University of Wisconsin–Madison

NEW! Creating the summer library program of your dreams

Has your summer become a bummer? Do you feel overwhelmed by the state of your summer library or summer reading program? Then it may be time to pause, refresh and re-think how and why your summer reading/library programs is framed and structured. Join two veteran children’s librarians in an exploration of this great summer tradition that continues to be a vital link in children’s summer literacy and learning. We’ll look at how SLPs got started; methods to streamline and pump up the fun and effectiveness; and examine different models of how SLPs are run at different-sized libraries. You’ll be part of the crowd-sourced problem-solving and discovery. Join us!

At a glance

When: Jan 28 – Feb 24
Where: Online
Cost: $125 (10% discount if you register by Jan 7!)
CE Credit: 1.4 CEUs/20 LEUs
Program: #304119

Questions? Contact Meredith Lowe or Anna Palmer

Register online

Register by phone: Pyle Center, (608) 262-2451

Register by fax or mail: Print out a registration form


Login information will be emailed to you a few days before the course begins

Course details

Topics

  • History of Summer Reading Programs
  • Infusing new energy to your program
  • Opportunity to share and discuss ideas with the class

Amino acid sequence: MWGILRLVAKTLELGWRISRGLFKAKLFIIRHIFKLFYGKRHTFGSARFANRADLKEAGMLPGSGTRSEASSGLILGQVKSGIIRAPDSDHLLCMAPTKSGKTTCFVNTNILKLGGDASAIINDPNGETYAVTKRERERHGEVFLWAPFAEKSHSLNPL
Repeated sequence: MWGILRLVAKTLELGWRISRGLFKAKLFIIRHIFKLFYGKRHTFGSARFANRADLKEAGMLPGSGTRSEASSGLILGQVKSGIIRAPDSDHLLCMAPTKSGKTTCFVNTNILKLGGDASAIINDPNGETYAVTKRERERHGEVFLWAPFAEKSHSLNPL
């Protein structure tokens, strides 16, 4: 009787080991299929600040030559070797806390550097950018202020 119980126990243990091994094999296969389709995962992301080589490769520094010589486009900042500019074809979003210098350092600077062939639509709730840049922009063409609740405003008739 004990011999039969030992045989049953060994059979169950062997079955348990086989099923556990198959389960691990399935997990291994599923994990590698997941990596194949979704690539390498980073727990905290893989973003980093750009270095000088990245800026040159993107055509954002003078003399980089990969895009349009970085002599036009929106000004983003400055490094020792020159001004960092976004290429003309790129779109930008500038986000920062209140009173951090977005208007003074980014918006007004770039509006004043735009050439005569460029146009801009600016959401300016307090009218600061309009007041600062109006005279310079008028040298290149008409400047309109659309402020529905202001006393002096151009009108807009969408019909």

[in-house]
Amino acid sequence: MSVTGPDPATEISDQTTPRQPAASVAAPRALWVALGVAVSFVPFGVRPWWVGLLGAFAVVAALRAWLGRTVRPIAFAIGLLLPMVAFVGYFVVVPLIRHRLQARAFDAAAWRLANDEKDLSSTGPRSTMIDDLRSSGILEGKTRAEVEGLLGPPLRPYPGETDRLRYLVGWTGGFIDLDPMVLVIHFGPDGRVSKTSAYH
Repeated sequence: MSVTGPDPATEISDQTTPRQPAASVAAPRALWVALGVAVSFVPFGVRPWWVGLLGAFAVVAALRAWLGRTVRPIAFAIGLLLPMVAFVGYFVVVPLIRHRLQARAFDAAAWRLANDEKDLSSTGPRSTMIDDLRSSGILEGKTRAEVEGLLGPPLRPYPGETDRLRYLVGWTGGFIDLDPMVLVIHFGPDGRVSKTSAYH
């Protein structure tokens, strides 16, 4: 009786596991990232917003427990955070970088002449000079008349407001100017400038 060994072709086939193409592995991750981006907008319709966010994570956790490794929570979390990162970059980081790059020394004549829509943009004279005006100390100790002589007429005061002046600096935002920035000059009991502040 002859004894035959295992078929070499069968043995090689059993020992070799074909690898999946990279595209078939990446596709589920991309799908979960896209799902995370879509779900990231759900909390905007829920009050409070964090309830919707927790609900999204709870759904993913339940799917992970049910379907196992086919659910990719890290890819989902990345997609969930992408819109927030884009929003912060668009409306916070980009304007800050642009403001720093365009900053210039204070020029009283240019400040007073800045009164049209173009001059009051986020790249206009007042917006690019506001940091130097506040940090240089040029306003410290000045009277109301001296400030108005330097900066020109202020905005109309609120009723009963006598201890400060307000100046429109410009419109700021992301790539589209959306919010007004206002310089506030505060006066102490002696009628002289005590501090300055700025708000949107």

• Programs that work for all libraries, regardless of size

Instructors

Marge Loch-Wouters is an educator and youth services consultant at Loch-Works Consulting and has worked in public library youth services for over 40 years. Active in state and national library associations, she teaches and lectures extensively on summer library programs and their evolution. She blogs at Tiny Tips for Library Fun.

Sue Abrahamson is the Children’s Librarian at the Waupaca Area Public Library and serves as the Youth Services Liaison for the Outagamie Waupaca Library System.  She has visited many library systems around Wisconsin to speak about Summer Learning Programs. Proud to have a growth mindset and a strong community collaboration, Sue is constantly trying new approaches to making her library a “go-to place for out-of-school-day learning.”